The day started out innocently enough. My neighbor Gina, of the blond wig and tiara fame, phoned me to ask if I was interested in going with her to the local food bank that afternoon. This month’s budget had been crippled by the annual car registration fees, a smog certificate and unexpected medical bills so some extra help in the grocery department would be great. Sure, I blithely replied, and offered to drive.
By the time she knocked on the apartment door an hour later she had picked up another neighbor named John who also wanted to go. We trooped out to my car and I flipped the switch so all the doors were open. I left them to get in and settled while I took a bag of trash to the dumpster.
Twenty-three and one-half seconds later I was back and saw that Gina had made herself comfortable in the back seat. I heard her say to John in her Tweetie Pie voice, “She’ll open your door as soon as she gets back.” John, who had been ineffectually tugging at the handle of the front passenger door, looked at me over the roof of the car.
Hadn’t I already opened all the doors? Oh, well, I thought, then beamed a friendly smile at him. I ambled, which is like strolling only more roly-poly, to the driver’s side. I reached down and gave the handle a tug. Locked. I glanced through the car window and saw my purse and keys lying on the front seat.
“Gina, this door’s locked too. You’ll have to open the car from the inside,” I called.
“How do I do that,” she asked.
“On the driver’s door there are lots of buttons. Push the top one.”
She reached over the front seat and began poking the various buttons on the console. “They’re not working,” she said, a hint of agitation circling her voice.
“Don’t bother with the window buttons,” I explained calmly. ”Push the top button on the left side.”
“It’s not working!” she cried, her Tweetie voice going up to hummingbird level.
“Don’t panic, Gina!” shouted John, who was bobbing and weaving on the other side of the car and periodically tugging at his door.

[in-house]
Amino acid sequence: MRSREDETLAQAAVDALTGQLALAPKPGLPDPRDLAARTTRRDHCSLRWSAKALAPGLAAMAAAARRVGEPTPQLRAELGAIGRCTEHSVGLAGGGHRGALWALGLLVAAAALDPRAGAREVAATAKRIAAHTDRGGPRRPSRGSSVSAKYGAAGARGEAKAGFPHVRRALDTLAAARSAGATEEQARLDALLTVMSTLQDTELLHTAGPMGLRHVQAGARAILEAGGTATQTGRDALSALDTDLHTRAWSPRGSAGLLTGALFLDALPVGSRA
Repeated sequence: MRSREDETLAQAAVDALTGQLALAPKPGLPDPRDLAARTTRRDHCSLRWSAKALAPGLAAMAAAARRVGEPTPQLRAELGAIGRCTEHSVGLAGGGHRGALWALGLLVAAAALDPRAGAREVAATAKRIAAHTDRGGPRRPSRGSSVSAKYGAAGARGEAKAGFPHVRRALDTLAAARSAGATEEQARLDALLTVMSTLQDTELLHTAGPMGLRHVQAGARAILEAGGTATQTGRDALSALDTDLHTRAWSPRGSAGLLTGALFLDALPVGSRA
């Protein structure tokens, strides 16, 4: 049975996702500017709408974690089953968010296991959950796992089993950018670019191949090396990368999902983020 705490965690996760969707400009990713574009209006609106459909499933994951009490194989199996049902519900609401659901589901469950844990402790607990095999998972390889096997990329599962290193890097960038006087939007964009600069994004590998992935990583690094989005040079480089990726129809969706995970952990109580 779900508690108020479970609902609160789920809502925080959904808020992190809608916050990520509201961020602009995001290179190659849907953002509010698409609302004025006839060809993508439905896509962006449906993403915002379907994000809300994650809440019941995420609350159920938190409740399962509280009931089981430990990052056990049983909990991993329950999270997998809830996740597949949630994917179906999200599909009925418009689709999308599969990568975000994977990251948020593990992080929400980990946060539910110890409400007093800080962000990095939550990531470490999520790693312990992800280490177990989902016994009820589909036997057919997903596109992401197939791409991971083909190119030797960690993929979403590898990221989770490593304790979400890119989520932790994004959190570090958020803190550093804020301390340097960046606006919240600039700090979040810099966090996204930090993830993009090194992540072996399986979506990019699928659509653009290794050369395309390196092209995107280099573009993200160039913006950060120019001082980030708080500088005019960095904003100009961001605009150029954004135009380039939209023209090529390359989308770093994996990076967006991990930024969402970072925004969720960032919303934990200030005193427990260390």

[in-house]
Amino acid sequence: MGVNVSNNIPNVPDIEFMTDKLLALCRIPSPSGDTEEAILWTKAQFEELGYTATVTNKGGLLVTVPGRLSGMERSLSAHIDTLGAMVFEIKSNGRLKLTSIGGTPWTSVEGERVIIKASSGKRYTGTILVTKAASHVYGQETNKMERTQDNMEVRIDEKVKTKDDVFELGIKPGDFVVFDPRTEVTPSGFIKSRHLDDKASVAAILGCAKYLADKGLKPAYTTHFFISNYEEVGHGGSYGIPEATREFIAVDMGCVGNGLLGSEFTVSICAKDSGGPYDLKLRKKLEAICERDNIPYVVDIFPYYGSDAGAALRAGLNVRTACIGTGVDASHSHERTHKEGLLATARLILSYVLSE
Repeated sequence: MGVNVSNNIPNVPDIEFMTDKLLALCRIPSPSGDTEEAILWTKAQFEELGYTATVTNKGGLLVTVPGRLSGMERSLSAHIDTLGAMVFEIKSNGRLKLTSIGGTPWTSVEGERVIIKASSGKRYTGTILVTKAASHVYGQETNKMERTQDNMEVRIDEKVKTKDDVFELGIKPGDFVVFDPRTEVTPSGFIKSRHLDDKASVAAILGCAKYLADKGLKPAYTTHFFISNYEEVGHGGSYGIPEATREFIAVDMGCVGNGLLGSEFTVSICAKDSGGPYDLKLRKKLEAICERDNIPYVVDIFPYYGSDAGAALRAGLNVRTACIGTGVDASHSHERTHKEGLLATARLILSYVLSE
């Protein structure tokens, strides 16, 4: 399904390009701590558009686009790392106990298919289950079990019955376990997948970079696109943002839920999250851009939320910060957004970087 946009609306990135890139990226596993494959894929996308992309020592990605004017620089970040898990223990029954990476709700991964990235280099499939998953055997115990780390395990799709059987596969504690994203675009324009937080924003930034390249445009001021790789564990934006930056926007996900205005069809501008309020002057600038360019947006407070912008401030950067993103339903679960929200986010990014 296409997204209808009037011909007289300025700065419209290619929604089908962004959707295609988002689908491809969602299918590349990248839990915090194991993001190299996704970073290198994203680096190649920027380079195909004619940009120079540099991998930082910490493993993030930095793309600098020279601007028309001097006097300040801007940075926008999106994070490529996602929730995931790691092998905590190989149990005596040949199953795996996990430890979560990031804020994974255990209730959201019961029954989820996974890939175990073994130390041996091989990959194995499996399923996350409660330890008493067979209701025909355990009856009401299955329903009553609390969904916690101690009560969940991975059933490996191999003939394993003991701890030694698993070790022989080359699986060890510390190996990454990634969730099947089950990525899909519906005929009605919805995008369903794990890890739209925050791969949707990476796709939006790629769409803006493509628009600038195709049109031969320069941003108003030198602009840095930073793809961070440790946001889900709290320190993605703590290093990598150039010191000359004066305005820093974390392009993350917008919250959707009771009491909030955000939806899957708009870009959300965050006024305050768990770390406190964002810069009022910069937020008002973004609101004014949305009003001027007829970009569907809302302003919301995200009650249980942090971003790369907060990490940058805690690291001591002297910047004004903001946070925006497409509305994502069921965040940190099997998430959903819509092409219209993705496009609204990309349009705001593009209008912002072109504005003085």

“It’s getting hot in here!” Gina squealed. “I feel dizzy!”
“Gina, calm down and listen to me.” I thought my voice sounded very self-contained considering my teeth were clenched.
“Help!” cried Gina. “I can’t breathe!”
“Don’t panic!” shouted John. “You’re not going to die!”
I shot John a look that in some countries might be listed under Grievous Bodily Harm. I wondered if I could get away with a plea of self-defense when they found the bodies in the parking lot.
“Quick! Break a window!” Gina gasped, which is like breathing with your stomach.
“Gina,” I said as my hands twitched in choking motions, “do you see all the buttons on the door?”
“Call 911! I can’t breathe,” she said while draped over the seat back.
“Yes, you can. Now press the top button on the left side. It’s a toggle button and goes up and down. Press it up and down,” I said
“Ahhh,” she whimpered and stretched out a shaking finger.
Wiggle, wiggle, pop! I pulled that door handle like a parachute ripcord at 1,000 feet.
“Good going, Gina,” I said, grabbing the car keys in a sweaty hand and collapsing into the front seat.
John got in and as he buckled his seatbelt turned to Gina and said, “Boy, you sure get upset easy!”
Twenty minutes later we were all seated on metal folding chairs at the Baptist Church, the location of the area food bank. Now as fully recovered as she would ever be, Gina chattered about her dietary requirements and how she hoped they would give her lots of vegetables as she was a vegetarian.
“I eat a lot of celery,” she said. “It’s real good for your nerves.”
“Maybe you should carry a few stocks in your purse in case of emergencies,” I offered with some asperity which is like vinegar but more bitter.
While we were waiting, Gina regaled us with the highlights from her recent colonoscopy ending with the statement, “John had one too only his polyps were bigger,” to which John responded, “Thanks a lot for sharing my personal information,” and turned his back on both of us.
I was circling the edges of hysteria when my number was called – which is better than your number being up. An hour later with the adventure over and the time for reflection at hand, I felt grateful, not only for the generosity of the food bank but for the delightful people I continue to meet on this journey.